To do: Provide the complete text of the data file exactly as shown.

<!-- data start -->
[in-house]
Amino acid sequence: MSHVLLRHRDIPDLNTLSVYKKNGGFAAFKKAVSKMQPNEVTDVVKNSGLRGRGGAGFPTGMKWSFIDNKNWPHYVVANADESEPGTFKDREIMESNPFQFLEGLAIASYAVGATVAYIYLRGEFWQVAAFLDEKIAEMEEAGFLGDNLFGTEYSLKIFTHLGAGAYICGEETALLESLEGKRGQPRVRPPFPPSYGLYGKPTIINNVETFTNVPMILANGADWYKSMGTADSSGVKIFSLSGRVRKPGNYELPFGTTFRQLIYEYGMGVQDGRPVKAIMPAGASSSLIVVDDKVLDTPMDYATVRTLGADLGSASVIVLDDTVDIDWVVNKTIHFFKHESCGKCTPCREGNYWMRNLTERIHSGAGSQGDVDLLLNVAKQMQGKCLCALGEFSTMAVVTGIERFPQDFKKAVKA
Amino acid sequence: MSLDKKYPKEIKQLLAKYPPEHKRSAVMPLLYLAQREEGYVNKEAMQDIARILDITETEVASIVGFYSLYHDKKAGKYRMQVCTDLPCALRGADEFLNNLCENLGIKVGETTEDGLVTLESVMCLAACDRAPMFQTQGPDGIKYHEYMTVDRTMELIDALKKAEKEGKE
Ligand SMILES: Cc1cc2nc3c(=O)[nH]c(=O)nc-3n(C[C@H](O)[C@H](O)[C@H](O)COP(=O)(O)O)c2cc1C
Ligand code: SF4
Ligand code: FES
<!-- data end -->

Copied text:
[in-house]
Amino acid sequence: MSHVLLRHRDIPDLNTLSVYKKNGGFAAFKKAVSKMQPNEVTDVVKNSGLRGRGGAGFPTGMKWSFIDNKNWPHYVVANADESEPGTFKDREIMESNPFQFLEGLAIASYAVGATVAYIYLRGEFWQVAAFLDEKIAEMEEAGFLGDNLFGTEYSLKIFTHLGAGAYICGEETALLESLEGKRGQPRVRPPFPPSYGLYGKPTIINNVETFTNVPMILANGADWYKSMGTADSSGVKIFSLSGRVRKPGNYELPFGTTFRQLIYEYGMGVQDGRPVKAIMPAGASSSLIVVDDKVLDTPMDYATVRTLGADLGSASVIVLDDTVDIDWVVNKTIHFFKHESCGKCTPCREGNYWMRNLTERIHSGAGSQGDVDLLLNVAKQMQGKCLCALGEFSTMAVVTGIERFPQDFKKAVKA
Amino acid sequence: MSLDKKYPKEIKQLLAKYPPEHKRSAVMPLLYLAQREEGYVNKEAMQDIARILDITETEVASIVGFYSLYHDKKAGKYRMQVCTDLPCALRGADEFLNNLCENLGIKVGETTEDGLVTLESVMCLAACDRAPMFQTQGPDGIKYHEYMTVDRTMELIDALKKAEKEGKE
Ligand SMILES: Cc1cc2nc3c(=O)[nH]c(=O)nc-3n(C[C@H](O)[C@H](O)[C@H](O)COP(=O)(O)O)c2cc1C
Ligand code: SF4
Ligand code: FES